The combined funding of Federal, State and local government on surface transportation is one of this county’s largest domestic spending programs. The funding for pedestrian issues has increased dramatically since 1991. This increase was spurred by transportation legislation, grassroots support, and accessibility policies. Pedestrian projects and programs are eligible for funding in almost every major Federal-aid surface transportation category. Transportation legislation, the Intermodal Surface Transportation Efficiency Act (ISTEA) of 1991 and the Transportation Equity Act for the 21st Century (TEA-21) of 1998, call for mainstreaming pedestrian (and bicycle) projects into planning, design, and operation of our Nation’s transportation system.
This audiovisual slide show describes features of accessible pedestrian signals (APS). It contains photos of actual APS installations. On several slides, you can click on the slide to hear locator tones, walk signal tones, or speech messages. One slide shows a device that includes a tactile crosswalk map. Guidelines on push button location and audible beaconing are summarized.
The objective of the research in this report was to develop recommendations for the structure and content of walk messages and pushbutton messages for directly audible APSs. An Expert Panel of stakeholders created a survey with questions on preferences for APS speech message structure and wording. Pedestrians with visual impairments, orientation and mobility specialists, transportation engineers, and APS manufacturers all participated in this survey. The survey also contained items to evaluate the understanding of various message types by respondent groups, and preferences for use of a pushbutton delay feature to actuate pushbutton messages. The Expert Panel developed a series of recommended walk messages and pushbutton messages based on their own expertise and the survey results. These are presented at the end of the report.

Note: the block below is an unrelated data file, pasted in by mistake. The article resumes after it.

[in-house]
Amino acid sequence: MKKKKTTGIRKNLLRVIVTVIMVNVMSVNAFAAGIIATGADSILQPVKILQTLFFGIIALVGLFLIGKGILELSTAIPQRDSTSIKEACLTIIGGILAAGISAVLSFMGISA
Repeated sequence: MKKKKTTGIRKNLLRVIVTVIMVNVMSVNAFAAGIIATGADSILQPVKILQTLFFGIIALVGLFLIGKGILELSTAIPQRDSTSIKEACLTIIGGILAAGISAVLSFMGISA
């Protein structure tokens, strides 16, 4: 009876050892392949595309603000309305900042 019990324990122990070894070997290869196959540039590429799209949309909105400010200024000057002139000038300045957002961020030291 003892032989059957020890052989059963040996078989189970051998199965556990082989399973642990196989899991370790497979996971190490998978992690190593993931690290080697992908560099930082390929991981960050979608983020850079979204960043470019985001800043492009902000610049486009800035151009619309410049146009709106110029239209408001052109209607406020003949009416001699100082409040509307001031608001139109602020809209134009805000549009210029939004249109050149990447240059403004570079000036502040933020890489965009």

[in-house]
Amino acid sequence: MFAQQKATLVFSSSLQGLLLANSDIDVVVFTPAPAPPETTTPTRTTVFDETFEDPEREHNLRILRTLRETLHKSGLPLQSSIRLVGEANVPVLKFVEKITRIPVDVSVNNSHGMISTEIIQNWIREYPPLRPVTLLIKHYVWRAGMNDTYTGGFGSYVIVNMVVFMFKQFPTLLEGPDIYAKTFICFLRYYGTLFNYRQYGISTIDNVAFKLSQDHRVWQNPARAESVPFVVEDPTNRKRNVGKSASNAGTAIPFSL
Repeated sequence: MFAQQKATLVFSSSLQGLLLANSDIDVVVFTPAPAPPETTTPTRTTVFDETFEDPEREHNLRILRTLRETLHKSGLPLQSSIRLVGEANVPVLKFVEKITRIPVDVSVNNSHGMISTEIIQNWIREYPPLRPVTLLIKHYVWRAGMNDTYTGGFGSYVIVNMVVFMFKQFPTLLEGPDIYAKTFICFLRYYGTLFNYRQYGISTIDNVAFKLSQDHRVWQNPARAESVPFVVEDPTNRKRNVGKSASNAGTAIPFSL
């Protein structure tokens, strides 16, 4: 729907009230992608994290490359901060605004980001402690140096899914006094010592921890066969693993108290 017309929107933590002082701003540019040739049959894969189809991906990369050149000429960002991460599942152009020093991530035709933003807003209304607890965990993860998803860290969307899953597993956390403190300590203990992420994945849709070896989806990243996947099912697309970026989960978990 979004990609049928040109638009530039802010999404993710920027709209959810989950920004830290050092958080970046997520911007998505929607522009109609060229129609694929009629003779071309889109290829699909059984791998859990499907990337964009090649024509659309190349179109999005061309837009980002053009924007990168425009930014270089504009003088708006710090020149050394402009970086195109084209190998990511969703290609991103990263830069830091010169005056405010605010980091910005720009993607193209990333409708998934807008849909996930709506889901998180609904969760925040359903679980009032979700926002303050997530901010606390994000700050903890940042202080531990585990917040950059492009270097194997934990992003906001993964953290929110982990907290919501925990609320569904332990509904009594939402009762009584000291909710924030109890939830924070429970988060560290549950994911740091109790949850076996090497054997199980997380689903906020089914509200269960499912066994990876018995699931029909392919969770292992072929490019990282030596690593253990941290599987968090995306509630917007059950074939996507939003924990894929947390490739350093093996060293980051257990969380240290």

An ITE Journal article presents the results of a survey of Orientation and Mobility Specialists regarding the problems students with visual impairments experience at signalized intersections. Orientation and Mobility Specialists are individuals who are professionally trained to teach people who are blind or visually impaired to travel independently. In the practice of their profession, they regularly provide instruction in crossing streets at signalized intersections.